Wednesday, January 9, 2008

Learning from Our Children

The thought has occurred - we learn much more from our children than we can teach them. I have certainly learned from each of my four, and often the hard way. But more often, in wonderful ways. It would seem to me I've learned the most from my youngest. Perhaps that is because it is my most recent experience. Perhaps because we spent the longest period of time alone together.

Kitty was only six when her father died. The others were teenagers. By the time I emerged from my zombie-like state following his death (It took a long time) they were well on their way to moving on to the big, wide, wonderful world. Kit and I were left to ourselves.

I remember a card she gave me - for a Mothers' Day, I think - in which she thanked me for showing her the world. But in truth we found it together, and she went on to introduc
e me to so much of it that I had never seen.

This child had wanderlust. All my life I dreamed of faraway places, but rarely explored them, for a variety of reasons - or excuses. She made it happen for herself, and sometimes for me as well.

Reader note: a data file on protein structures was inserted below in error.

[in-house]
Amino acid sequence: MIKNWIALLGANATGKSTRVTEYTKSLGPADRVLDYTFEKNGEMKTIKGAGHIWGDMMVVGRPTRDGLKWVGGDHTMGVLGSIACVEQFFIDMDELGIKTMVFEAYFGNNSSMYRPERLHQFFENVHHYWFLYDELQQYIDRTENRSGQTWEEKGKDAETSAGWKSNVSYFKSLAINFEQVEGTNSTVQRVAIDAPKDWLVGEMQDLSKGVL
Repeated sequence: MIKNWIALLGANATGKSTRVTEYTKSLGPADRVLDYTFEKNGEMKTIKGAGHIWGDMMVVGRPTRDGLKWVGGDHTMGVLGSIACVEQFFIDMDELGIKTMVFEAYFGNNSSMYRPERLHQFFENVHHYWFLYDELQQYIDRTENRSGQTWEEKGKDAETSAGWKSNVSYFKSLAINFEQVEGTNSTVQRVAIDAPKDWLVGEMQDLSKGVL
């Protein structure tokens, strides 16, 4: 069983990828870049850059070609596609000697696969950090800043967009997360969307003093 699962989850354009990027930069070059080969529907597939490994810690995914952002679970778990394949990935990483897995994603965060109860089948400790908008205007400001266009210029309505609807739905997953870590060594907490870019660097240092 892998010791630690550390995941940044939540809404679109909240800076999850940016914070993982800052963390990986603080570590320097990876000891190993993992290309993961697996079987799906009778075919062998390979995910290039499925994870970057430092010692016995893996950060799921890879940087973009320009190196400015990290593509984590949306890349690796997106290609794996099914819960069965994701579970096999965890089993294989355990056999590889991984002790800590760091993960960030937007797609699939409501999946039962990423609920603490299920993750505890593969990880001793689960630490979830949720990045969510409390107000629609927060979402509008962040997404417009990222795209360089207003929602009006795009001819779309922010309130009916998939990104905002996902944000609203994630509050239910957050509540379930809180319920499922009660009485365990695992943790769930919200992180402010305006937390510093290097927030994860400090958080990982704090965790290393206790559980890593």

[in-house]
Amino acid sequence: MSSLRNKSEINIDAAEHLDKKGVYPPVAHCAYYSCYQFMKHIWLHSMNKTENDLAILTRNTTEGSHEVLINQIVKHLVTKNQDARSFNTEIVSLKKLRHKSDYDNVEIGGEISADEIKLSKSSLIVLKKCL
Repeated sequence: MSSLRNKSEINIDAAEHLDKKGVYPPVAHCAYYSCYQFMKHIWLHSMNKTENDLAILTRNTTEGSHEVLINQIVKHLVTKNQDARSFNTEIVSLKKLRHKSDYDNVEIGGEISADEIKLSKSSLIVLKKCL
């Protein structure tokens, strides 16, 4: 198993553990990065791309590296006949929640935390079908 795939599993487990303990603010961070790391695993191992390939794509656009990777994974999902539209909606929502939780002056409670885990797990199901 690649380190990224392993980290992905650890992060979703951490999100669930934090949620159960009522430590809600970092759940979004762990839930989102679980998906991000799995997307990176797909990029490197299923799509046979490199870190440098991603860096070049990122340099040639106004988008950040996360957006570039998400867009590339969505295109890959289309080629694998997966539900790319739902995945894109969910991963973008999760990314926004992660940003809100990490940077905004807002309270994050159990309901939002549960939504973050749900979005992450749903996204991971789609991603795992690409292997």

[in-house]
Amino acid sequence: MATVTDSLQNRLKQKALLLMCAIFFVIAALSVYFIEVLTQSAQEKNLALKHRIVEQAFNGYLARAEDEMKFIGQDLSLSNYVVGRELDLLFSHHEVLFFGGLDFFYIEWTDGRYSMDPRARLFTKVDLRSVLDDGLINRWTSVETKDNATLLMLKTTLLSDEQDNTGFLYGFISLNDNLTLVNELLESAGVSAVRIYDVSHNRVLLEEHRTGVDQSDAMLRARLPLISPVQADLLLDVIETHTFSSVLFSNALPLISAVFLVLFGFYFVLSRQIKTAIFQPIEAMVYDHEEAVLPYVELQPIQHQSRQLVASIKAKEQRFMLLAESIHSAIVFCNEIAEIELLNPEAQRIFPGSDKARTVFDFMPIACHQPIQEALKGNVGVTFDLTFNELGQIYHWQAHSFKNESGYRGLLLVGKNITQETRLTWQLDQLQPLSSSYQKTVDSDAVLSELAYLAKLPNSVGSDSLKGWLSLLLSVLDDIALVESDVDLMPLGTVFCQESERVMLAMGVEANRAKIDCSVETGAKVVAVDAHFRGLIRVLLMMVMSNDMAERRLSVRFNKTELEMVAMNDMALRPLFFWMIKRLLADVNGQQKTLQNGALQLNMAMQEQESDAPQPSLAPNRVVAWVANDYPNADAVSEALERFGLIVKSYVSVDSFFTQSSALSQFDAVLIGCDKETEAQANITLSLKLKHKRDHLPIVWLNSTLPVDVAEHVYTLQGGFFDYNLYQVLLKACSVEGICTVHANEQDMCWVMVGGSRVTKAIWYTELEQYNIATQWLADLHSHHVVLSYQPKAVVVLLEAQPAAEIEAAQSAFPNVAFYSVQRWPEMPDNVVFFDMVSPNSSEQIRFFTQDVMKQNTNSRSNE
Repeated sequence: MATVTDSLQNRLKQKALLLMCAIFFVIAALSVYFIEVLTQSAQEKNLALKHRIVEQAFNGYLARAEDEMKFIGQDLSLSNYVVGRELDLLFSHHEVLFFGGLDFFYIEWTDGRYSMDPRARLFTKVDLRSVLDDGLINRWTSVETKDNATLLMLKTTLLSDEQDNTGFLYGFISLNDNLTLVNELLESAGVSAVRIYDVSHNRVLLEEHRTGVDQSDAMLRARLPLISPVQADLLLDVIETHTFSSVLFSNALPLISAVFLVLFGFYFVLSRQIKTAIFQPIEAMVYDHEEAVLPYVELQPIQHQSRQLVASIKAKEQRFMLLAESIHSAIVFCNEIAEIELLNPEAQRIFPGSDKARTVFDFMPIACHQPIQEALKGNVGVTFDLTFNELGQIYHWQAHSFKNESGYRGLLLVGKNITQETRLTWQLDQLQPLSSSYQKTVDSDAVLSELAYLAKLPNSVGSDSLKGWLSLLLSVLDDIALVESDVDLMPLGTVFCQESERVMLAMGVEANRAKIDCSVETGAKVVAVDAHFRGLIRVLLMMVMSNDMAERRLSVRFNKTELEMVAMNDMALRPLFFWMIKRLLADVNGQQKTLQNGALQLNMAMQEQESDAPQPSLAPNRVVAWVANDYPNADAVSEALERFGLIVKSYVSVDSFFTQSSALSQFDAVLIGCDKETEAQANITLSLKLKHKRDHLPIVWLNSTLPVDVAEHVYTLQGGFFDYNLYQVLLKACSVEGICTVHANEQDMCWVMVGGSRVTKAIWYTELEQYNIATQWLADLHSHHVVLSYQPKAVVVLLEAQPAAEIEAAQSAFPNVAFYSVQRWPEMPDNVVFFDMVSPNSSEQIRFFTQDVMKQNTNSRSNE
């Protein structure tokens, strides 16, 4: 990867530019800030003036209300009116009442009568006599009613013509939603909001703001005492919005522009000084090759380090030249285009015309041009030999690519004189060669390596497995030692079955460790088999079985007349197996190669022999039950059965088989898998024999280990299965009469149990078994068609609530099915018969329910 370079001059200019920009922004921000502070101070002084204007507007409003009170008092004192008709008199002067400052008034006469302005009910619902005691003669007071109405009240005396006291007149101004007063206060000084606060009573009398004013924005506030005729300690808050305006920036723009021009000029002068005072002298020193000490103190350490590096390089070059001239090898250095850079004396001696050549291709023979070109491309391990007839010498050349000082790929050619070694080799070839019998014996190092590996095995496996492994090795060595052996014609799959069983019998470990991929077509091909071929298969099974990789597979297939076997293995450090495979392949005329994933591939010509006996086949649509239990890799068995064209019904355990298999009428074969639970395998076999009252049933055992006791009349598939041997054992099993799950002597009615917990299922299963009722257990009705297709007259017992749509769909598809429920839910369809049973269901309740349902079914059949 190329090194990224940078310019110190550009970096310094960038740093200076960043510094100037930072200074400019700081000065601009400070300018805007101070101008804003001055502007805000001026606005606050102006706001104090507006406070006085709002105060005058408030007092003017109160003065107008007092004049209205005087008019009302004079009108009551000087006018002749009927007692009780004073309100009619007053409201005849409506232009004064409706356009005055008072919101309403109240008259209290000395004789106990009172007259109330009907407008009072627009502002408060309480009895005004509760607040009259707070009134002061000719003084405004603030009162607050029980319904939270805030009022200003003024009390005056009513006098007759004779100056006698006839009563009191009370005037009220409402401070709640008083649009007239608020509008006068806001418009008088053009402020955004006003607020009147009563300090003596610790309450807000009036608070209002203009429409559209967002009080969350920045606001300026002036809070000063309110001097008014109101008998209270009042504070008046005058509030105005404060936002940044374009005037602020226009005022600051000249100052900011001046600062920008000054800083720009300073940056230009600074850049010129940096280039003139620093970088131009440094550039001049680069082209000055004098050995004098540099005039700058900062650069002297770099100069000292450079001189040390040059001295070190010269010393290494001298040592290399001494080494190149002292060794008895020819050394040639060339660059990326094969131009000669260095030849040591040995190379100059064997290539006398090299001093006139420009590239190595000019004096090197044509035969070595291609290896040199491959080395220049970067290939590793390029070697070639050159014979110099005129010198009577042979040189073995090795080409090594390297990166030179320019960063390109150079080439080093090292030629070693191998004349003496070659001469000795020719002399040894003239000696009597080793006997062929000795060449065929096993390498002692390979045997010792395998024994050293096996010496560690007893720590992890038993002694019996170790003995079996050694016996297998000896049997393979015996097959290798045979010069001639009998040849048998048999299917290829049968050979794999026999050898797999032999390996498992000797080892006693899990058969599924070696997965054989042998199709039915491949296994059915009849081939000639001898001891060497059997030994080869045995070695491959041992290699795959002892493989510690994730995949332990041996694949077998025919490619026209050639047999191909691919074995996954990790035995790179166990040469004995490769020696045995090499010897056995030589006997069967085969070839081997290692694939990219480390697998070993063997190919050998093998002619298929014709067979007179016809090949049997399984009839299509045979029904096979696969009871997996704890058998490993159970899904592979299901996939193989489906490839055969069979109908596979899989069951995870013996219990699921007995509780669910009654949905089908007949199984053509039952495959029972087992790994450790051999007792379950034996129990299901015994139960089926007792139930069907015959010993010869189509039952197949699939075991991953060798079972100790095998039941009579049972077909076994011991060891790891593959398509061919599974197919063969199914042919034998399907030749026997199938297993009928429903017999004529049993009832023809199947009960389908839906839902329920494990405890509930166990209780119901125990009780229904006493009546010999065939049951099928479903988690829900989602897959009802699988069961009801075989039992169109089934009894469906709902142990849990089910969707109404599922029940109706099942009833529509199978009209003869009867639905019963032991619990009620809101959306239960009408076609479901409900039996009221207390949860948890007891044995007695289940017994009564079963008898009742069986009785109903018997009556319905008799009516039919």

When she was little, as with the other three, I saw the places we visited and things we did through her eyes and thrilled to the excitement. As she grew and traveled farther she was generous in sharing her words and her photos with me. I have visited her and her friends in an international dorm at school. That was an enlightening
experience. I have traveled vicariously to Mexico's Yucatan, where she spent six weeks living with a family in a small village, and on back-packing trips through Europe, meeting amazing people. She was always a traveler, never just a tourist. We have entertained her friends at home. And best of all, I have been able to visit her wherever she found herself, in this country and overseas. She spent a year teaching English in a gymnasium near Budapest, and I spent a little time there with her and some of her students. She managed to teach those kids a good bit more than English.

Kitty would tell you that she is a writer, not a teacher. But we are all teachers in this life. And she does it better than most.

Gee. Do you think Mom might be just a little prejudiced?

1 comment:

Ramblings of a Villas Girl said...

Very nice. A lot of people try to live their lives through their children. You are living your life with your children and enjoying it.